KNIGHT RIDDER NEWSPAPERS
T'S A COTTONY SOFT SATURDAY MORNING , and 10 Mennonite women are gathered in Margret Graber's home in Lee's Summit, Mo., to quilt for God.
Well, for God, for people overseas they'll never know, for the fun of spending time with church friends. The list of reasons they quilt is quite lengthy, really.
But in the end, this is work of obedience, of gratitude, of grace.
Six hold the edges of a black fan quilt and lift it over a work table. As they let it float gently into position, their voices begin to form a patchwork pattern of its own.
"I think I forgot to bring my needle threader," says Pat Bertsche, who, like everyone working on quilts this day, is a member of the Rainbow Mennonite Church in Kansas City, Kan.
"Do you want me to thread it for you?" offers Phyllis Carlson.
"I'll see if I can get it," Bertsche replies. And she quickly does.
Others pick out places on the quilt that need their handiwork. Using small wooden or plastic frames, they block off the area of the quilt where they will put their stitches.
The quilt eventually will be auctioned to raise money for the Mennonite Central Committee, an international relief and peace organization. This is communal work for a common purpose.
It's also fun work, full of laughter.
Carlson says there's a "danger of being a homogeneous group. We all kind of think alike."
To which Bernita Boyts responds: "Do you think we think alike?"
Carlson's quick retort: "Not you and I." And everyone in the room cracks up.
Marilyn Klaus and Sharon Sawatsky are here this morning, too. But they're not quilting. Rather, they're working on a research project in which they hope to explain -- eventually in a book -- why these and many other Mennonite women give so much of themselves to this tedious, repetitive, hand-scarring work.
The quilters here today -- like quilters whom Klaus and Sawatsky have interviewed all over America and Canada -- are among the women who annually make quilts for the various Mennonite relief sales around North America. For more than 50 years, the sale of these quilts has brought in tens of millions of dollars to support the Mennonite Central Committee's work.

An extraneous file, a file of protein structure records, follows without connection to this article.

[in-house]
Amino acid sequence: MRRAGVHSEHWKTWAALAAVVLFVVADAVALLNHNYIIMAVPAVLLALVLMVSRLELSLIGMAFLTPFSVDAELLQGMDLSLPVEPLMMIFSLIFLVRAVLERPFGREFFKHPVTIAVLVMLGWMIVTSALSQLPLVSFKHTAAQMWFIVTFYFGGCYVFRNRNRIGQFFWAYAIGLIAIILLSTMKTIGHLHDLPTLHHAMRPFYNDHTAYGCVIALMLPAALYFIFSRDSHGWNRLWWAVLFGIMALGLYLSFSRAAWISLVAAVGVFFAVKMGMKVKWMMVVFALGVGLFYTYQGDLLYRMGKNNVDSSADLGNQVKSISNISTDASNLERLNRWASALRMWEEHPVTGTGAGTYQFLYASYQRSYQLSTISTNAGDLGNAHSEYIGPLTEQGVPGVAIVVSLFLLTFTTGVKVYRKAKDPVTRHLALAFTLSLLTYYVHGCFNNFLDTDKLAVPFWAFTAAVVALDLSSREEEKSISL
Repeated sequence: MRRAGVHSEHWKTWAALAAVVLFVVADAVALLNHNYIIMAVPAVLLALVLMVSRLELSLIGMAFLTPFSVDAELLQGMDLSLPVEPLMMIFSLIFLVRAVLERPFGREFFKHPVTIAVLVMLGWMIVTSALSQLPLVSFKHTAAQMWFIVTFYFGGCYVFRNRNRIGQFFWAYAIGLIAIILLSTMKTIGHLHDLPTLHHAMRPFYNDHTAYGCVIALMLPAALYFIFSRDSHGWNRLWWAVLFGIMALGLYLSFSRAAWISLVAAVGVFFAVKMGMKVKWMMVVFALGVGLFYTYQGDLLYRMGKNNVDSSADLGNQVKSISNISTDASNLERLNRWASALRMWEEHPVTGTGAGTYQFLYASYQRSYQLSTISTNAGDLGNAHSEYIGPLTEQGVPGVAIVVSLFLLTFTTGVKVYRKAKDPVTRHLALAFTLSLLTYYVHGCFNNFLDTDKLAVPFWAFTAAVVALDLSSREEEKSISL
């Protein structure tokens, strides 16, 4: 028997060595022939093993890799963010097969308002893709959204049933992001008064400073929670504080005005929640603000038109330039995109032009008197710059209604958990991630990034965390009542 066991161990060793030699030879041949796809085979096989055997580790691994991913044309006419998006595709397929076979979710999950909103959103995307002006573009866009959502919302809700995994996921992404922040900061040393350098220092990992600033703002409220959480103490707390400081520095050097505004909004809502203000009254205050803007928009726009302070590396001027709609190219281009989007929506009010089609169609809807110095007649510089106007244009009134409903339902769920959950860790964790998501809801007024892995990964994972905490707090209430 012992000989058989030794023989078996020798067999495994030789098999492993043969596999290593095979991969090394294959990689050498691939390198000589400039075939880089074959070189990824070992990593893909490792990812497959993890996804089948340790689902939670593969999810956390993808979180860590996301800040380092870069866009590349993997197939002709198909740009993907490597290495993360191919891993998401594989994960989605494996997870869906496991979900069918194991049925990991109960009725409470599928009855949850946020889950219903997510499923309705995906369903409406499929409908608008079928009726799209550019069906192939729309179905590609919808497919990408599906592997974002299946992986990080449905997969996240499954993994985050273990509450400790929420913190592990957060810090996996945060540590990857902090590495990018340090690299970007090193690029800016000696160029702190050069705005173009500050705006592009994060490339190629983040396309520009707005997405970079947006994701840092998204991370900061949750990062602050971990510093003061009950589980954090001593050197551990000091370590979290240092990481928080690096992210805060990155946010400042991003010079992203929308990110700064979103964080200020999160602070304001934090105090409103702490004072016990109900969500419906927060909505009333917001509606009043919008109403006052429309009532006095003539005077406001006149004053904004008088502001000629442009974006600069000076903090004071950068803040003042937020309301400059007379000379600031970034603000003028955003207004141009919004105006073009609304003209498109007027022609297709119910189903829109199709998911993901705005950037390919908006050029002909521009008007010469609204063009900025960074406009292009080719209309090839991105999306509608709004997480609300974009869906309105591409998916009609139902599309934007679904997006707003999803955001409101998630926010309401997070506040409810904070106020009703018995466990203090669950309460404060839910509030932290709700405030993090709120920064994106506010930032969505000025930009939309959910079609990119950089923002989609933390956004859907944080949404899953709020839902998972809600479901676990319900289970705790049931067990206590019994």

One of the quilters here today, Betty Wyckoff, says: "My greatest desire is some day to offer my own quilt for the relief sale. This is not mission work. This is helping people to live better."
Then Wyckoff looks at her own wounded hands and sighs.
"This is a very masochistic endeavor," she says. "Your fingers get calluses. But I will also say it's addictive."
Since early 2004, Klaus and Sawatsky have been to relief sales from the West Coast to Pennsylvania and to Sawatsky's native Canada, interviewing quilters and asking them to fill out questionnaires.
"We initially thought of this idea when we were riding in a car one time," says Klaus, "and Sharon said, 'Oh, you have to see the poster I have that my sister gave me of a quilt at the Ontario Relief Sale that sold for $44,000 [Canadian].'"
As Klaus is telling this story, she points to a copy of that engaging poster on a wall in her Lenexa, Kan., home.
"After I picked myself up off the floorboard, I said, 'You know, Sharon, what do you think women through their quilts in the Mennonite Church have contributed to world relief and peace efforts?' And she said, 'Let's research that.'"
So with grants from such organizations as the National Quilting Association, Women in Mission of the Mennonite Church of Canada and the American Quilt Study Group, that's what they're doing.
Both women graduated from the Mennonite Biblical Seminary in Elkhart, Ind., though neither has chosen to become ordained clergy. Sawatsky, who lives in Wichita, Kan., is an adjunct professor of psychology at Butler County Community College in El Dorado, Kan., and Klaus sometimes teaches classes about Islam at the University of Kansas.
As their research project has moved forward, they've become intrigued both by the quilters' motives and with what the quilts say about Mennonite tradition and culture. They say their study will take at least another year.